We lubed everything, sanded the tires a bit, and put the car on the test track. With the Magnet Marshal reading now up to a healthy 334 the grip was much higher. It actually was too high for the Falcon motor on a track powered by stock Scalextric power packs (1 per lane). The magnet drag was noticeably slowing the car on the straight. The Falcon motor actually is made to run on more amperage than what we had available. We either need to install a less amp-greedy FK130 or reduce the magnet downforce, or both. On a track with more amperage available this car would be a screamer, but for our test track, which is equipped to reflect what a large percentage of our customers have, adjustments are clearly in order. We’ll start by shimming the magnet upward to get it to a more reasonable reading of just under 300. Then, if needed, we will try some alternate motors, a task made easy by the Ninco lead wire connectors.

Deja Vu

February 1, 2011 by  
Filed under Slot Car Tech News

Fixing some of the same mistakes on Monogram’s McLaren M6 that we fixed on their Lola T70

Where have we seen a photo like this before? Oh, I remember…

It was this one, in our article about fixing the designers’ mistakes on the Monogram Lola T70.

There is probably a good and sufficient reason why they jacked up the McLaren’s body into the stratosphere the same way they did with the Lola’s. it may have something to do with having produced thousands of motors with those pesky European government-mandated electronic bits soldered to the top of the motor and needing to use them up. We said in the Lola article we couldn’t see why they had to put them on top of the motor where there simply wasn’t room for them under the low contours of a CanAm car body, and we can’t possibly be the only ones who pointed this out. Then again, we only published it in our newsletter, on our web site, and on Slot Car Illustrated. (Actually, if memory serves, somebody else put it on SCI before we thought to do it.) Perhaps we should try to add the design departments of all the slot car manufacturers to our newsletter mailing list.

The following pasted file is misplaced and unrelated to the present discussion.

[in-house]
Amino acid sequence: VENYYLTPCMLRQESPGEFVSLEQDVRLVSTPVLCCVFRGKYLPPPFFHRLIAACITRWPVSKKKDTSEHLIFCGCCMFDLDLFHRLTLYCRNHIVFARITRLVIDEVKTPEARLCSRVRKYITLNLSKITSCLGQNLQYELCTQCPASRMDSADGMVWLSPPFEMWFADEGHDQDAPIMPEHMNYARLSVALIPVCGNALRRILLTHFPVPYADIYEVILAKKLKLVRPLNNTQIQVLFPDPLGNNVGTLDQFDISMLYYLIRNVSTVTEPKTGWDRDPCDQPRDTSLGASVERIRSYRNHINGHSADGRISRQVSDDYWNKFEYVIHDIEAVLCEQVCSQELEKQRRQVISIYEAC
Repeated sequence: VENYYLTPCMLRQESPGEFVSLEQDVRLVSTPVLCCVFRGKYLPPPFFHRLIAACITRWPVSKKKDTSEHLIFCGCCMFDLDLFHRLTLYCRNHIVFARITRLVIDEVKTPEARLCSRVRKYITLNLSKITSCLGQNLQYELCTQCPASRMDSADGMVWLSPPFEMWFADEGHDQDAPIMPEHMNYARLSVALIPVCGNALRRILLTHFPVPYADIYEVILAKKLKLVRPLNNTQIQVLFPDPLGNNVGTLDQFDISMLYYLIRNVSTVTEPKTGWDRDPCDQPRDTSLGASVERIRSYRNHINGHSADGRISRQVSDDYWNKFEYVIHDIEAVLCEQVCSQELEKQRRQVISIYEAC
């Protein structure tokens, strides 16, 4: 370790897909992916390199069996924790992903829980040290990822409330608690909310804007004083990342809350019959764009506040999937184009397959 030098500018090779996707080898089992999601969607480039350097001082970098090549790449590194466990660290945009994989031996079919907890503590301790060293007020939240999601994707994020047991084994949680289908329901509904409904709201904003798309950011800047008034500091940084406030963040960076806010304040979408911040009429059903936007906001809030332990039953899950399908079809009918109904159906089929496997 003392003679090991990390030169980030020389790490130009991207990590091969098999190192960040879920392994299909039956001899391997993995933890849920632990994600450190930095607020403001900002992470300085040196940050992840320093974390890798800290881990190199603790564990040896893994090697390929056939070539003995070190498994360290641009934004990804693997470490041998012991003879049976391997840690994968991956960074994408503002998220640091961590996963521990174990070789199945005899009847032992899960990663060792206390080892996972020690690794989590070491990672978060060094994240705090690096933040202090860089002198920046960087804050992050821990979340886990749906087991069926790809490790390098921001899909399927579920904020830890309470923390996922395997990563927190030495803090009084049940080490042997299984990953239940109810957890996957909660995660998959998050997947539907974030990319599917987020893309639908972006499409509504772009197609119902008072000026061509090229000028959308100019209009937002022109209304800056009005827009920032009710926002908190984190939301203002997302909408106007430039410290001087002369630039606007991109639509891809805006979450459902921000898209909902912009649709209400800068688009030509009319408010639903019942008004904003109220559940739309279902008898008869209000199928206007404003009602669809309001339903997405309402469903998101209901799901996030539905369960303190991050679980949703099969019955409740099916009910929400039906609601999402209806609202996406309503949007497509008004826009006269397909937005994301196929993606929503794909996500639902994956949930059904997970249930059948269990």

Don’t get us wrong. The McLaren is a step forward from the Lola in several areas. They fixed the problem with the spur gear dragging on the track by going to a sidewinder chassis layout, which allows a smaller-diameter driven gear. This also lets them use smaller-diameter rear tires of equal width to the Lola’s under a narrower body. The McLaren M6 was actually a smaller car than it looks like in photos and you don’t really appreciate that until you see one parked alongside any of a number of its contemporaries. Monogram did a good job capturing the lines and proportions of the body, much better than on the Lola, which looks too fat in a few places where it should be a little more svelte. The principal drawback to the anglewinder arrangement is that it puts part of the motor where the traction magnet really should be, forcing the whole magnet installation too far forward. Wood track and copper tape devotees, many of whom are ED customers, will not be affected at all, but for others the magnet arrangement may be problematic.

So, our two goals for the M6 are to lower the body and to get some kind of useful magnet farther aft. On the Lola we started by removing all the interference suppressors from the top of the motor. This time we didn’t feel like doing that so we just replaced the motor. We happened to have a brand-new Pioneer 21,000 rpm FC130 motor floating around our workshop (and soon to be available on our web site). It’s a perfect snap-in replacement for the Monogram FC130 except for one thing. It’s a double-ender, with the shaft coming out both ends. We therefore had to cut it off at the endbell end so it would fit inside the body. We used a Moto-tool with a carbide disc to do the job. The Monogram anglewinder pinion gear easily comes off the original motor and installs on the Pioneer one.